We simply do not know if GM crops are safe for human or animal consumption. This is reflected in the ongoing scientific controversy surrounding their safety assessment. Independent scientific studies on the safety of GM crops for animals or humans are severely lacking45, 46, 47, 48 and there is a tendency for studies conducted by researchers with affiliations to the GM industry to give favourable results to GM crops.49 GM crops do have the potential to cause allergenic reactions, more so than conventional crops50, 51. In Australia, for example, GM peas were found to cause allergenic reactions in mice52. GM peas also made the mice more sensitive to other food allergies. Since the introduction of GM Bt (Cry1Ab) crops, both applicant companies and the European Food Safety Authority (EFSA) have assumed that the Cry1Ab toxin degrades rapidly in the human digestive system and is safe for human consumption.53 However, new studies show there is a lack of degradation in the human gut. This warrants further investigation as it may imply this toxin has a greater potential to cause allergenic reactions than first thought.54 Another recent study found the Cry1Ab Bt toxin in the blood of pregnant women and their foetuses showing that it can cross the placental boundary. This raises health concerns, although the implications of this uptake and transference across the placenta are not yet known.55 There are potential health risks associated with herbicides used with GM crop cultivation. Studies indicate Roundup may be toxic to mammals 56 and could interfere with hormones57. Evidence on the toxicity of the herbicide glufosinate is so strong58 that it will have to be phased out across Europe.59 Almost all commercialised GM crops either produce or tolerate pesticides60. While pesticides are tested for two years prior to European approval, the usual duration of safety tests for GM crops is just 28 days, with the longest tests at 90 days, including for pesticide-producing GM plants.

 

A decade of research fails to acquit GM crops

Contrary to GM industry spin, the publication “A decade of EU-funded research”44 prepared by the Directorate-General for Research of the European Commission, does not provide scientific evidence on the environmental safety of GM plants. The vast majority of research referred to under the chapter Environmental Impact of GMOs is mostly about the development of GM crops with plant protection traits and has very little to do with assessing the environmental impacts (for example on soil health or on butterflies and moths) of the pesticide-producing and herbicide-tolerant GM crops awaiting an EU authorisation. The few projects that do examine environmental safety raise concerns.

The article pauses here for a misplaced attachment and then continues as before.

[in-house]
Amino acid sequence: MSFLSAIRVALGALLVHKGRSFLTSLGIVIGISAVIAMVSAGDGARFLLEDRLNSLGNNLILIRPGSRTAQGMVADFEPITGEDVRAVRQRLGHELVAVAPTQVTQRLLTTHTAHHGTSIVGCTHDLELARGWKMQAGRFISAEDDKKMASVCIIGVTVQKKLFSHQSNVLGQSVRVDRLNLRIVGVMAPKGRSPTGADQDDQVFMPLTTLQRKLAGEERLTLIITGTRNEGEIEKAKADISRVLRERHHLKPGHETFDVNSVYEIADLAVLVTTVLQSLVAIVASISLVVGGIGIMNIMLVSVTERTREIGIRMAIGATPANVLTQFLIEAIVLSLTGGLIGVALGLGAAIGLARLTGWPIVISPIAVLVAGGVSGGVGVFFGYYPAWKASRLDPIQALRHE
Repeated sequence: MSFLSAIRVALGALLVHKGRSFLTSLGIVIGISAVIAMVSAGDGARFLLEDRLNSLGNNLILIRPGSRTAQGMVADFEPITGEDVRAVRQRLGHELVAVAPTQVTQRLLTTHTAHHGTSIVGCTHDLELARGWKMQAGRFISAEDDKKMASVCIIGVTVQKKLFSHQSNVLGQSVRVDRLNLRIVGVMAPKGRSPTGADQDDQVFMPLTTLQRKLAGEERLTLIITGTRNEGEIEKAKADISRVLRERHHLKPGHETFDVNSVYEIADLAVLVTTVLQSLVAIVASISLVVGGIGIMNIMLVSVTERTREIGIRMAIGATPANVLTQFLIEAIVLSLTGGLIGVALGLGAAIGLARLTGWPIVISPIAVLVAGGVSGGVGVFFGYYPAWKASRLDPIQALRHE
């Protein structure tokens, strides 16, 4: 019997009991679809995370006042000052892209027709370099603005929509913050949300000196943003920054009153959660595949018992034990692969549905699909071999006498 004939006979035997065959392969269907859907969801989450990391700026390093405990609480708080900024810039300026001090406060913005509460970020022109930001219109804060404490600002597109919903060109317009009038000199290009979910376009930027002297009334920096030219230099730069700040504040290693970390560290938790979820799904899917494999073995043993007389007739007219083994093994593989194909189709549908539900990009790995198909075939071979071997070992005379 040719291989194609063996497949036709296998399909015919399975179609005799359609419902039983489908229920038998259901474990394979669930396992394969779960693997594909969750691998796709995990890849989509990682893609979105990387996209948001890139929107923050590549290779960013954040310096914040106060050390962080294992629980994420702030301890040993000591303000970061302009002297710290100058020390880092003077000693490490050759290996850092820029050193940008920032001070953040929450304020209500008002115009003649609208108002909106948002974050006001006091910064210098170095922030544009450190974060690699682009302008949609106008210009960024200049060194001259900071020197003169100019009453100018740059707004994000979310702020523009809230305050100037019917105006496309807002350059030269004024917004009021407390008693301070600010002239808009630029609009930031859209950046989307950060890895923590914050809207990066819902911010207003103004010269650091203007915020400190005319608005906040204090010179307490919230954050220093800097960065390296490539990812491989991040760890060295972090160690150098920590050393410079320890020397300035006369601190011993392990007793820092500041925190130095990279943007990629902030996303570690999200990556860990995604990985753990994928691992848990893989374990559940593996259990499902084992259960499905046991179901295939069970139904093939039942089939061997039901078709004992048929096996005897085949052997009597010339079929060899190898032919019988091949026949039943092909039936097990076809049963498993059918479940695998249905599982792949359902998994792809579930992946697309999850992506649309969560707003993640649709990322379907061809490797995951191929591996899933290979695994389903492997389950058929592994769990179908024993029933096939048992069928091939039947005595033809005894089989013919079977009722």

Genetic modification: an unpredictable and risky method

There are fundamental reasons why GM organisms should not be released into the environment. Genetic engineering inserts DNA sequences into a plant’s genome in a crude fashion, often causing unintended deletions and rearrangements of the plant’s DNA. Unexpected and unknown fragments of genetic material have been found in commercial GM crops such as RR soya and MON810. Inserted genes can affect the complex regulation of the genome, which is still poorly understood. Thus, scientists are not able to predict exactly how inserted DNA will interact in the plant’s genome. GM crops therefore have the potential to produce unintended novel proteins or altered plant proteins, raising concerns about their potential to cause allergies (most allergens are proteins). This makes GM crops prone to unexpected and unpredictable effects.

References

1 Prasifka, P.L., Hellmich, R.L., Prasifka, J.R. & Lewis, L.C. 2007. Effects of Cry1Ab-expressing corn anthers on the movement of monarch butterfly larvae. Environ Entomolology 36:228-33.

2 Dively, G.P., Rose, R., Sears, M.K., Hellmich, R.L. Stanley-Horn, D.E. Calvin, D.D. Russo, J.M. & Anderson, P.L.. 2004. Effects on monarch butterfly larvae (Lepidoptera: Danaidae) after continuous exposure to Cry1Ab expressing corn during anthesis. Environmental Entomology 33: 1116-1125.

3 Lang, A. & Vojtech, E. 2006. The effects of pollen consumption of transgenic Bt maize on the common swallowtail, Papilio machaon L. (Lepidoptera, Papilionidae). Basic and Applied Ecology 7: 296—306.

4 Darvas, B., Lauber, E., Polga ́r, L. A., Peregovits, L., Ronkay, L., Juracsek, J., et al. 2004. Non-target effects of DK-440-BTY (Yieldgard) Bt-corn. First Hungarian–Taiwanese entomological symposium, 11–12 October 2004, Budapest Hungarian National History Museum (p. 5).